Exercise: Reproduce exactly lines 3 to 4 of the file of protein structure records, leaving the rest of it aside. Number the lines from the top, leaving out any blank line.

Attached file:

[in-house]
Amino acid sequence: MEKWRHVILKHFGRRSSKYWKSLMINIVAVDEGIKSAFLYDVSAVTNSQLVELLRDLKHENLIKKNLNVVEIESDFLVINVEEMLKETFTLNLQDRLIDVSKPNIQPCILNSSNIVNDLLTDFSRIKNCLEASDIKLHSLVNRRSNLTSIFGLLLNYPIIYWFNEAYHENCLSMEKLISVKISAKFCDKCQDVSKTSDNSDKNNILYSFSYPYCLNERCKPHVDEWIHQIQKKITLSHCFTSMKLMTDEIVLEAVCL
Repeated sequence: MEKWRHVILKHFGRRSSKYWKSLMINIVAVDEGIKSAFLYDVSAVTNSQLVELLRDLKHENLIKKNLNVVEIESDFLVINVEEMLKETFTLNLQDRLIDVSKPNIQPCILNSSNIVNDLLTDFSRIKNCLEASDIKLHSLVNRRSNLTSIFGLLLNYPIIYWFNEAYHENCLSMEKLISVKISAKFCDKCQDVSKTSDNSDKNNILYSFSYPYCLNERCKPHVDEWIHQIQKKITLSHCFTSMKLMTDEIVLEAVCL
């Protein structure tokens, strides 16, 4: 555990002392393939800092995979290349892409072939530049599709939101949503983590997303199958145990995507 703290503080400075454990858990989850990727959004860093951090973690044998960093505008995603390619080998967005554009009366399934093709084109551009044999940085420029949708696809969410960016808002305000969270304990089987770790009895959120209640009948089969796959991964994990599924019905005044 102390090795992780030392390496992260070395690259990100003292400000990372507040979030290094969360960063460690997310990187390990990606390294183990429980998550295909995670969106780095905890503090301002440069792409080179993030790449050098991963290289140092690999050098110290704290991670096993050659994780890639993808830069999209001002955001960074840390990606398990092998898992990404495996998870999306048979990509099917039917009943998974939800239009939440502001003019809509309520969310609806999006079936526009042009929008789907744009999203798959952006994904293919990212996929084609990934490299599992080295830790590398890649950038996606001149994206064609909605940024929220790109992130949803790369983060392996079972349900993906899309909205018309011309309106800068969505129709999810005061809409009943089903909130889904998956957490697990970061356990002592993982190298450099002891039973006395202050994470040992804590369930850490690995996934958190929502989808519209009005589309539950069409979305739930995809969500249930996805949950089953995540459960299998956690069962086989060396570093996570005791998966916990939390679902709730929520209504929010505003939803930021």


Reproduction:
Repeated sequence: MEKWRHVILKHFGRRSSKYWKSLMINIVAVDEGIKSAFLYDVSAVTNSQLVELLRDLKHENLIKKNLNVVEIESDFLVINVEEMLKETFTLNLQDRLIDVSKPNIQPCILNSSNIVNDLLTDFSRIKNCLEASDIKLHSLVNRRSNLTSIFGLLLNYPIIYWFNEAYHENCLSMEKLISVKISAKFCDKCQDVSKTSDNSDKNNILYSFSYPYCLNERCKPHVDEWIHQIQKKITLSHCFTSMKLMTDEIVLEAVCL
């Protein structure tokens, strides 16, 4: 555990002392393939800092995979290349892409072939530049599709939101949503983590997303199958145990995507 703290503080400075454990858990989850990727959004860093951090973690044998960093505008995603390619080998967005554009009366399934093709084109551009044999940085420029949708696809969410960016808002305000969270304990089987770790009895959120209640009948089969796959991964994990599924019905005044 102390090795992780030392390496992260070395690259990100003292400000990372507040979030290094969360960063460690997310990187390990990606390294183990429980998550295909995670969106780095905890503090301002440069792409080179993030790449050098991963290289140092690999050098110290704290991670096993050659994780890639993808830069999209001002955001960074840390990606398990092998898992990404495996998870999306048979990509099917039917009943998974939800239009939440502001003019809509309520969310609806999006079936526009042009929008789907744009999203798959952006994904293919990212996929084609990934490299599992080295830790590398890649950038996606001149994206064609909605940024929220790109992130949803790369983060392996079972349900993906899309909205018309011309309106800068969505129709999810005061809409009943089903909130889904998956957490697990970061356990002592993982190298450099002891039973006395202050994470040992804590369930850490690995996934958190929502989808519209009005589309539950069409979305739930995809969500249930996805949950089953995540459960299998956690069962086989060396570093996570005791998966916990939390679902709730929520209504929010505003939803930021």